She was a woman, a weaker vessel. She couldn’t be trusted. That’s why I think, in part, when the women showed back up to the disciples and said, “He’s not there. He’s resurrected. We talked to an angel,” do you remember what the Bible said? It sounded like idle chatter. It sounded like, “You ladies haven’t had anything to do. You’re sitting around making up stories.” Don’t get upset. I’m not saying I think that’s in the… That’s how they were viewed.
Let me ask you a question. If you’re trying and building a false religion that would just sucker in people for… Some of the dumb arguments I hear are for money and power, because that’s what was happening in that first couple hundred years when they were getting slaughtered and killed and fed to lions and all that. There’s a lot of money and power to be had as a marginal group of people despised in an empire.
What in the world? If you’re going to make something up, why would you put women discovering Jesus’ empty tomb when you knew for most of the empire, most of the known world, women were treated and honestly regarded like cattle, like property, like, “Your dog doesn’t get to testify in a court of law, nor would your wife’s sister or mother”? Yet Jesus shows his love for women and their role in the world he has created, as he makes all things new, by letting women be the ones who discover the empty tomb.
Then just a couple more… In fact, I think another one that kind of marks me probably because I’ve been in church now for 20-something years. The focus of worship moved off of Saturday, which they had practiced for thousands of years in accordance with the Ten Commandments, and it moved to Sunday.
I don’t know what your background is in church, but church folk, for whatever reason, don’t like change. In fact, all you need to do is do something for six weeks, and very quickly church folks will be like, “We’ve always done it that way.” For six weeks, bro. Worship moved off of Saturday and onto Sunday.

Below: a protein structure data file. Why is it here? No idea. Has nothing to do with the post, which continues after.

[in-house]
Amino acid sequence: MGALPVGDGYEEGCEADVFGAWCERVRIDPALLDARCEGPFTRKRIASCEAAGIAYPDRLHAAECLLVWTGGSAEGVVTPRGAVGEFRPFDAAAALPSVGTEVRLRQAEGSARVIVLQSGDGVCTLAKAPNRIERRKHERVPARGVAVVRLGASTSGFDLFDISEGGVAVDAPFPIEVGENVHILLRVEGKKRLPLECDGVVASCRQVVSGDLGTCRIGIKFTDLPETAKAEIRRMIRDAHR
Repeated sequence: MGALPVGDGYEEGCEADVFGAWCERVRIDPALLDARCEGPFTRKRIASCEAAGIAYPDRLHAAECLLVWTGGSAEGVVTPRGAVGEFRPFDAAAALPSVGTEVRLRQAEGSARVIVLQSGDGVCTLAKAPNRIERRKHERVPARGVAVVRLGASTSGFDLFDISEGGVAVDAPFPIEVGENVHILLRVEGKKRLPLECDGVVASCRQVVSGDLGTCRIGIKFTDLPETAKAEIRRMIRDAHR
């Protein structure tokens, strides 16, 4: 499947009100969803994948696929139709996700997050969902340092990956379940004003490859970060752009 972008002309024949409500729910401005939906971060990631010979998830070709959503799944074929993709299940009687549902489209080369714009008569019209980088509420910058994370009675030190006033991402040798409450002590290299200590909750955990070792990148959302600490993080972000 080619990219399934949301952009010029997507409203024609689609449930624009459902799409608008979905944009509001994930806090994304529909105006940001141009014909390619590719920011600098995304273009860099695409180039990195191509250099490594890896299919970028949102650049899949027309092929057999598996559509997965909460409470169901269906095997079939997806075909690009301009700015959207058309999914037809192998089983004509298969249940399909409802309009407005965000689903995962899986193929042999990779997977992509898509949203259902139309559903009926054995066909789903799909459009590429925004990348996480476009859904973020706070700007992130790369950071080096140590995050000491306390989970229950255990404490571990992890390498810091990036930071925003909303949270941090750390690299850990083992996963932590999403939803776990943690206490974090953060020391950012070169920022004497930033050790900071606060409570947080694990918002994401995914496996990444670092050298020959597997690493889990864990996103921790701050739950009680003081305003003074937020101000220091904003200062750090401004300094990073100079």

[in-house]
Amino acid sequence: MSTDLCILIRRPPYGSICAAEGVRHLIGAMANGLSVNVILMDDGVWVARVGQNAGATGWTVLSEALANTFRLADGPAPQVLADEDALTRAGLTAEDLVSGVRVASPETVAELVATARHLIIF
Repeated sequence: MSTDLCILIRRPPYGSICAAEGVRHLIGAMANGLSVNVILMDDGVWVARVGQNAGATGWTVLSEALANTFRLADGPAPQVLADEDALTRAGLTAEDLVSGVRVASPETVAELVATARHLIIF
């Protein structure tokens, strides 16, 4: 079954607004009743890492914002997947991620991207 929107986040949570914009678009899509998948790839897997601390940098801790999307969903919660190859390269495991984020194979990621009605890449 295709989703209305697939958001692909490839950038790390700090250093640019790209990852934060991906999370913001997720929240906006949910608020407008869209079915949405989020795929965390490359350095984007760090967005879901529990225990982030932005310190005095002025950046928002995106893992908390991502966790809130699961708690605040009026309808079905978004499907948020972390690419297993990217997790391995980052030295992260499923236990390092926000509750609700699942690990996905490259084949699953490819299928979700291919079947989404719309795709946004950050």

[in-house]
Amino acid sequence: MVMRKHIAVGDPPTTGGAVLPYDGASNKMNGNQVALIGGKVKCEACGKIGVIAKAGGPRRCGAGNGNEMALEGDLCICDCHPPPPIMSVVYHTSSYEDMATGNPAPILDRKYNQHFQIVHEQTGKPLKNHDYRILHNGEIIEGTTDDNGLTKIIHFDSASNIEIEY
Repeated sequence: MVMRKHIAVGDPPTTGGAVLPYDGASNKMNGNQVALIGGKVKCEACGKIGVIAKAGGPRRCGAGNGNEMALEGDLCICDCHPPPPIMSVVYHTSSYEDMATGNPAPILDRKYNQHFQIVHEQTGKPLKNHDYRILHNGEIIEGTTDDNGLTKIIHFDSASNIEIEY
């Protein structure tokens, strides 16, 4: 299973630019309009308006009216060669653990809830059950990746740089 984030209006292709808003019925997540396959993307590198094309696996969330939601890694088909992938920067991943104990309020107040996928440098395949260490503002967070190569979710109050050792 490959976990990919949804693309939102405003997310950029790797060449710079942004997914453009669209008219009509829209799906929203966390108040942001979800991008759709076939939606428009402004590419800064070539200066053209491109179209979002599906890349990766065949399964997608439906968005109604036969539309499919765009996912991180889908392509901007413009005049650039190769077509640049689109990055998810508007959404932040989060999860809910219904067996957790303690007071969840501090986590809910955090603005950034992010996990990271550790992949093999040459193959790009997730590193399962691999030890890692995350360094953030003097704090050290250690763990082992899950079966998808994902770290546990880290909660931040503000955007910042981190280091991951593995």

Why? It’s historical circumstantial evidence for the resurrection. Again, secular first-century writers Josephus, Pliny the Younger, and Salutius all wrote about the resurrection of Jesus Christ and some of the weird things that happened in the temple upon the death of Jesus Christ. These are not Christians who are going, “Something has happened. Something just occurred. Something has been turned upside down.”
This is historic circumstantial evidence, but if we put together the biblical testimony with the historic circumstantial evidence, there is a far greater intellectual…I’m not talking ethereal or spiritual…case to be made that no one will deny: Jesus Christ, Jesus from Nazareth, the historical figure whom was crucified by the Roman Empire was resurrected three days later and that resurrected Jesus of Nazareth is God in the flesh, God the Son. If this is true, then there are implications. Let me give two implications quickly.
3. Implications. If this is true, and I think it is true based on, yes, my faith, and I’m approaching this as, “I want it to be true,” not, “I don’t want it to be true.” If you’re approaching it as, “I don’t want it to be true,” I’m sure you’ve already just kind of discounted all the arguments I have and I’ve thrown before you and you just know, and you’re thinking of another one to say, “Well, what could’ve happened was a bunny hid some eggs.” That’s what ends up happening when you don’t want to believe. You want to put other hurdles there.
Ultimately, if this is true, and I believe historically, biblically, and every way it is, then that means our sins are legitimate, needed to be handled, and were completely handled in the life, death, and resurrection of Jesus Christ. If Jesus was resurrected from the grave, then what that resurrection means is death has been defeated, and the Bible tells us death is a result of sin.
Therefore, death has now been defeated in the person and work of Jesus Christ, which means your sin, my sin, is a very serious thing and required the life of Jesus Christ, and his resurrection is the evidence the bill has been paid in full. I said last week, and I want to say it again because it’s Easter, please don’t create a god of your own imagination that is some sort of sky fairy that just puts happy dust on people.
When you do that, you make him unloving and cruel and a god who is not concerned with justice at all. If God is just a love fairy, just sprinkles happiness on everyone, then you have created a god with no standard of holiness, no standard of justice, who will not judge justly his creation, but he is a just Judge, and you and I have been in glad rebellion against God. The anger of his justice is pointed with 10-point accuracy right at us.
We have rebelled. We have lied. We have made accusation against God. We do believe we are our own functional gods. I could go on and on. God has made a way, and it’s a way that’s not built on your effort. It’s a way that’s not built on you being good. In fact, one of the things the Bible is going to tell us is the cross and the resurrection of Jesus Christ has freed you from the law. That doesn’t mean we don’t obey the law, but rather it means you can’t save yourself with it.